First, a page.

The opposition leader agrees and states that the problem with self regulation is that "...we're locking out the public. It's the public who needs to be asked their view..."
Regulatory bodies, invariably working at a national or international infrastructural level, best take heed if they wish to understand, ride and wish for benefit from the mood of their customers.
Typical disclaimer - no political agenda is expressed here by the poster, just relevant reportage.
| 7:27 am on Jul 3, 2009 (gmt 0)|
You're right, in general industry standards are not completely meaningless. Equally a code of ethics.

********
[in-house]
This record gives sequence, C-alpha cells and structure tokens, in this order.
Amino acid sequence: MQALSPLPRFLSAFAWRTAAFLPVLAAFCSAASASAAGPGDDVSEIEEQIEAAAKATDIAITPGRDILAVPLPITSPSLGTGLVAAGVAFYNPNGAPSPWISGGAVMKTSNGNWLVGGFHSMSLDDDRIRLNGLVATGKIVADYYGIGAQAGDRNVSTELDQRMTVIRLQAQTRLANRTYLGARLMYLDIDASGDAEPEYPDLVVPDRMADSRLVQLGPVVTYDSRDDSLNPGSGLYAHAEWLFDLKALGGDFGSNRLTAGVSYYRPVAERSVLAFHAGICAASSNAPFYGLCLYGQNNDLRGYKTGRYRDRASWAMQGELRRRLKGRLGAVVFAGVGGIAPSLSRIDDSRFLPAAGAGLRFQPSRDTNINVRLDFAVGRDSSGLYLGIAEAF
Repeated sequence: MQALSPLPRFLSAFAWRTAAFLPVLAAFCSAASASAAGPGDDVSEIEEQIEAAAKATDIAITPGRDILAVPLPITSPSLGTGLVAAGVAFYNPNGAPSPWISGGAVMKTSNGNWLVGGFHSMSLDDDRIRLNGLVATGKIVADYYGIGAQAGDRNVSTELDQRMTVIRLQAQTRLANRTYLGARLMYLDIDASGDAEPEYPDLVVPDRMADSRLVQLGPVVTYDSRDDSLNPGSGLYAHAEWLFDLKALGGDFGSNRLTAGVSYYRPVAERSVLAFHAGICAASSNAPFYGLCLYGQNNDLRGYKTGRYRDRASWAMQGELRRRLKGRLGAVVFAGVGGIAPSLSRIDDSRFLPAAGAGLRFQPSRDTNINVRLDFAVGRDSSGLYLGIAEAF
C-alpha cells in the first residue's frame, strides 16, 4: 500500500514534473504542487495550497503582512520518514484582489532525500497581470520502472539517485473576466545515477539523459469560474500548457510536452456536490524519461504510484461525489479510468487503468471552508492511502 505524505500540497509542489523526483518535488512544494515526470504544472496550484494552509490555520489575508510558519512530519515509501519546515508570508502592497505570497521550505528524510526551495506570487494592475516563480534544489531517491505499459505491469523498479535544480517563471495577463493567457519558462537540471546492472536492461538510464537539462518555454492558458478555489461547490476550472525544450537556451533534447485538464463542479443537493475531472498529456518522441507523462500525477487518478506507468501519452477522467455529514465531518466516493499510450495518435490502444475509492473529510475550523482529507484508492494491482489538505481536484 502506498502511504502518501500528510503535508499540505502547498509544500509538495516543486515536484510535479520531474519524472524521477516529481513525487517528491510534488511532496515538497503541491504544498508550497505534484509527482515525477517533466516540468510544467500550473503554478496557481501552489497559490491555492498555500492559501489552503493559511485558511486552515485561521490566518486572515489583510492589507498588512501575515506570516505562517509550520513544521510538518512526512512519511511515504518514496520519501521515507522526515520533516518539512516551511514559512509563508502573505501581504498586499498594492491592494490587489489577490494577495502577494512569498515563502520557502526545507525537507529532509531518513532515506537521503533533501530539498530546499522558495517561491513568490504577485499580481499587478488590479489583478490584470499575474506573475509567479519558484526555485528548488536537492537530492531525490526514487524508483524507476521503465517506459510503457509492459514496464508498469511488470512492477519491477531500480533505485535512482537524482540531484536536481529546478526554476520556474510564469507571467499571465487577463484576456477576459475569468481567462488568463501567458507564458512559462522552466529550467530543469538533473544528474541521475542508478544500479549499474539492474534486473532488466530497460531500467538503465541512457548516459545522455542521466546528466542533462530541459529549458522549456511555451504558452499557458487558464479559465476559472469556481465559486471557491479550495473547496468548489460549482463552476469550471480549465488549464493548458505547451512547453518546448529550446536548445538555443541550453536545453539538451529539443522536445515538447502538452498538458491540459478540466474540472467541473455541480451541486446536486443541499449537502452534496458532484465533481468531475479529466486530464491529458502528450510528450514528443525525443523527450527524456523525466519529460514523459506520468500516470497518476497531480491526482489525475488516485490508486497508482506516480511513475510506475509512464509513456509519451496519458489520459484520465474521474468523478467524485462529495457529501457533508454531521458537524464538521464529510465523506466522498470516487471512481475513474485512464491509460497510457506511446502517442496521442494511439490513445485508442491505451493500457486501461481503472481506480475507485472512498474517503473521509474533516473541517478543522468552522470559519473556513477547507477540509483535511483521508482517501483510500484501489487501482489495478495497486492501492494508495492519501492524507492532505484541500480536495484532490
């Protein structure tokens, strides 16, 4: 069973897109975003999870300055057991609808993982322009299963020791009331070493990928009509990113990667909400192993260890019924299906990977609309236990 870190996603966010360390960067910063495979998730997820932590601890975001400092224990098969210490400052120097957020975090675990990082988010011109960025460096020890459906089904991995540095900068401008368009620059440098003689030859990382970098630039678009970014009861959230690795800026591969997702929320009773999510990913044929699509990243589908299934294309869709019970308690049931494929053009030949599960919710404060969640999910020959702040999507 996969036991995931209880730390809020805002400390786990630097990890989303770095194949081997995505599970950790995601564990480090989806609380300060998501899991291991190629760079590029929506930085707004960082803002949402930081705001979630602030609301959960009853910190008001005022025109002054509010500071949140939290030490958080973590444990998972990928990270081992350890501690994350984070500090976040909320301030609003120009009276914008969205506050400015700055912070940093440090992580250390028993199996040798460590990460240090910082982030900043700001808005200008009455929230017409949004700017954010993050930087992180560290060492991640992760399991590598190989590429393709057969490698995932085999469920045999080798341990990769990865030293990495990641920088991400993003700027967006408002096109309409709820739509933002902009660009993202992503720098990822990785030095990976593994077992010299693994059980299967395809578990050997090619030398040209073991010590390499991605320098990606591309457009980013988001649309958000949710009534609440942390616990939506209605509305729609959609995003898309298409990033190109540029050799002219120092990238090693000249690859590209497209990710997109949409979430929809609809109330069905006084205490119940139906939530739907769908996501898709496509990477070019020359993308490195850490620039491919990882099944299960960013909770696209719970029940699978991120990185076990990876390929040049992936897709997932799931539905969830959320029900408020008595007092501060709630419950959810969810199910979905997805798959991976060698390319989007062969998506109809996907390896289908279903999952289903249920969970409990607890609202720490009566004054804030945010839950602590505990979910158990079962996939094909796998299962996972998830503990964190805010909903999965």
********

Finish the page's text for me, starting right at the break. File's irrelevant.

However, in this particular sector of behavioural advertising they are meaningless because of the opportunity business has been given to make changes, and the fact that they haven't.
| 12:55 pm on Jul 3, 2009 (gmt 0)|
As there is no regulation what so ever at the moment, I welcome this first step. If it's found wanting, then, that is the time to press for regulation.
| 1:04 pm on Jul 3, 2009 (gmt 0)|
| 1:52 pm on Jul 3, 2009 (gmt 0)|
I don't know any lawyer who wants to get a certified letter from their State Bar Assn.
| 10:12 am on Jul 6, 2009 (gmt 0)|
Ye, sure. But the Bar, along with other professional bodies, can chuck out members, and they tend to focus on protecting and promoting the good name of their respective profession.
Are the advertising bodies going to stop rogue advertisers from advertising, or collecting data?
| 10:50 am on Jul 6, 2009 (gmt 0)|
Just responding to Syzygy's very broad statement.
| 7:20 am on Jul 20, 2009 (gmt 0)|